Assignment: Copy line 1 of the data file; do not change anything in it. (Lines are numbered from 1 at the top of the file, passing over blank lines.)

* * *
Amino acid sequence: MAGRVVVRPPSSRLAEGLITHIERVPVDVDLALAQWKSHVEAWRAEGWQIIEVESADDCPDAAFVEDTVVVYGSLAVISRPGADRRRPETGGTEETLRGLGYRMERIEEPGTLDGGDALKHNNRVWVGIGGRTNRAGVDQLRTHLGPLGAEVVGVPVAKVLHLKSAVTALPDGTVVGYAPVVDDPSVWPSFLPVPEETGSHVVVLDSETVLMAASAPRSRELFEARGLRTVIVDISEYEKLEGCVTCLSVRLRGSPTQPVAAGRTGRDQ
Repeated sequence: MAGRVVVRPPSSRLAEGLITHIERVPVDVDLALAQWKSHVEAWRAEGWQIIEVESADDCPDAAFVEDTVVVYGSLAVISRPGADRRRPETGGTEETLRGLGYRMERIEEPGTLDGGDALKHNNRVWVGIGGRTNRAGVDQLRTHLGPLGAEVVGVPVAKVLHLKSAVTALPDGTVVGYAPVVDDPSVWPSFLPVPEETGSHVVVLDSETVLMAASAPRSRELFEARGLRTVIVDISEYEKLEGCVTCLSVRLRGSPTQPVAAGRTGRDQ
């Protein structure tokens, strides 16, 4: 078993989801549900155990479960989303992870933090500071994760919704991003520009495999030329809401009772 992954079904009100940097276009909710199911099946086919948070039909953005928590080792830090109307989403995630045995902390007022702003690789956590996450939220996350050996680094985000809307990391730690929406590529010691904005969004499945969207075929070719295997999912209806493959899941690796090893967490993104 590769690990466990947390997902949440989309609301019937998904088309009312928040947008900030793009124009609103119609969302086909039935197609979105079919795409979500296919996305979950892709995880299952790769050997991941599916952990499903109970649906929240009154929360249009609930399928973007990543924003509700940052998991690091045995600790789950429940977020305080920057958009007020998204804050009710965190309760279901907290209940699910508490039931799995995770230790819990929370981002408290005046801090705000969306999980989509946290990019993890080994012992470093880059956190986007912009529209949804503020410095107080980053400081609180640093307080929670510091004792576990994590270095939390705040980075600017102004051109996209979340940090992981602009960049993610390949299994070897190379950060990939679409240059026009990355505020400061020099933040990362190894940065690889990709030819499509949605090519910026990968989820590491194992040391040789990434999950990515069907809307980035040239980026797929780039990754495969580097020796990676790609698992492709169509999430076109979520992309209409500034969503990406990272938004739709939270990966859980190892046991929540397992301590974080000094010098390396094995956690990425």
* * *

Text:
Amino acid sequence: MAGRVVVRPPSSRLAEGLITHIERVPVDVDLALAQWKSHVEAWRAEGWQIIEVESADDCPDAAFVEDTVVVYGSLAVISRPGADRRRPETGGTEETLRGLGYRMERIEEPGTLDGGDALKHNNRVWVGIGGRTNRAGVDQLRTHLGPLGAEVVGVPVAKVLHLKSAVTALPDGTVVGYAPVVDDPSVWPSFLPVPEETGSHVVVLDSETVLMAASAPRSRELFEARGLRTVIVDISEYEKLEGCVTCLSVRLRGSPTQPVAAGRTGRDQ